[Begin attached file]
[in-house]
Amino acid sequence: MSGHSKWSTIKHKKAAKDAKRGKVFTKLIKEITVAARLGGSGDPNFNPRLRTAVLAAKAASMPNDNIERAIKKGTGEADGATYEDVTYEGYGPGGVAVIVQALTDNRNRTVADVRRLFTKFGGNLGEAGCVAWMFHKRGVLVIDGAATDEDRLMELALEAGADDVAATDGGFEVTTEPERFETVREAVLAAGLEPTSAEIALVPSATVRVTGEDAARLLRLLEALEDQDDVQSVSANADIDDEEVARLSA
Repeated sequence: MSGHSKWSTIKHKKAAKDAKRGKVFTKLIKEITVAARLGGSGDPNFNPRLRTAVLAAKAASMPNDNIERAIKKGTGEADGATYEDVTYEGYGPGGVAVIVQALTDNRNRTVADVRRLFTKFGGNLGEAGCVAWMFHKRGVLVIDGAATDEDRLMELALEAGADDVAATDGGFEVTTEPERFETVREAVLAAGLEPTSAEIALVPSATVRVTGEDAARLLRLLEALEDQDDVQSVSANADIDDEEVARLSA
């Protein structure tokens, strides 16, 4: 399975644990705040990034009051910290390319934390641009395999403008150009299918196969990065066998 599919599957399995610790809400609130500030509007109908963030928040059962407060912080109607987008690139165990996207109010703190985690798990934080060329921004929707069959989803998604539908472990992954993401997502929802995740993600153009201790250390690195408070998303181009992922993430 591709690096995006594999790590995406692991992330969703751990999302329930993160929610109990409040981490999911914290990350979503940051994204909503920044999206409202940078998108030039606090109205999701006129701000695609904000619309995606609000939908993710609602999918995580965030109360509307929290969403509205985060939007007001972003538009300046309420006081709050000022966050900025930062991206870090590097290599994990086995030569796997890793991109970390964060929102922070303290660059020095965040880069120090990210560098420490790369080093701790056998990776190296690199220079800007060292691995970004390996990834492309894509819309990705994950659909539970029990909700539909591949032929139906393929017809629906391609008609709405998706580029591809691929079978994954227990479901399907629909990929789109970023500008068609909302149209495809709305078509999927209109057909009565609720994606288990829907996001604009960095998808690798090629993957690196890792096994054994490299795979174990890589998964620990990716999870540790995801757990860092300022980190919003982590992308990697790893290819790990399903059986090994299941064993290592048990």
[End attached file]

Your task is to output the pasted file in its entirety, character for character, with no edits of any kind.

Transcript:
[in-house]
Amino acid sequence: MSGHSKWSTIKHKKAAKDAKRGKVFTKLIKEITVAARLGGSGDPNFNPRLRTAVLAAKAASMPNDNIERAIKKGTGEADGATYEDVTYEGYGPGGVAVIVQALTDNRNRTVADVRRLFTKFGGNLGEAGCVAWMFHKRGVLVIDGAATDEDRLMELALEAGADDVAATDGGFEVTTEPERFETVREAVLAAGLEPTSAEIALVPSATVRVTGEDAARLLRLLEALEDQDDVQSVSANADIDDEEVARLSA
Repeated sequence: MSGHSKWSTIKHKKAAKDAKRGKVFTKLIKEITVAARLGGSGDPNFNPRLRTAVLAAKAASMPNDNIERAIKKGTGEADGATYEDVTYEGYGPGGVAVIVQALTDNRNRTVADVRRLFTKFGGNLGEAGCVAWMFHKRGVLVIDGAATDEDRLMELALEAGADDVAATDGGFEVTTEPERFETVREAVLAAGLEPTSAEIALVPSATVRVTGEDAARLLRLLEALEDQDDVQSVSANADIDDEEVARLSA
């Protein structure tokens, strides 16, 4: 399975644990705040990034009051910290390319934390641009395999403008150009299918196969990065066998 599919599957399995610790809400609130500030509007109908963030928040059962407060912080109607987008690139165990996207109010703190985690798990934080060329921004929707069959989803998604539908472990992954993401997502929802995740993600153009201790250390690195408070998303181009992922993430 591709690096995006594999790590995406692991992330969703751990999302329930993160929610109990409040981490999911914290990350979503940051994204909503920044999206409202940078998108030039606090109205999701006129701000695609904000619309995606609000939908993710609602999918995580965030109360509307929290969403509205985060939007007001972003538009300046309420006081709050000022966050900025930062991206870090590097290599994990086995030569796997890793991109970390964060929102922070303290660059020095965040880069120090990210560098420490790369080093701790056998990776190296690199220079800007060292691995970004390996990834492309894509819309990705994950659909539970029990909700539909591949032929139906393929017809629906391609008609709405998706580029591809691929079978994954227990479901399907629909990929789109970023500008068609909302149209495809709305078509999927209109057909009565609720994606288990829907996001604009960095998808690798090629993957690196890792096994054994490299795979174990890589998964620990990716999870540790995801757990860092300022980190919003982590992308990697790893290819790990399903059986090994299941064993290592048990």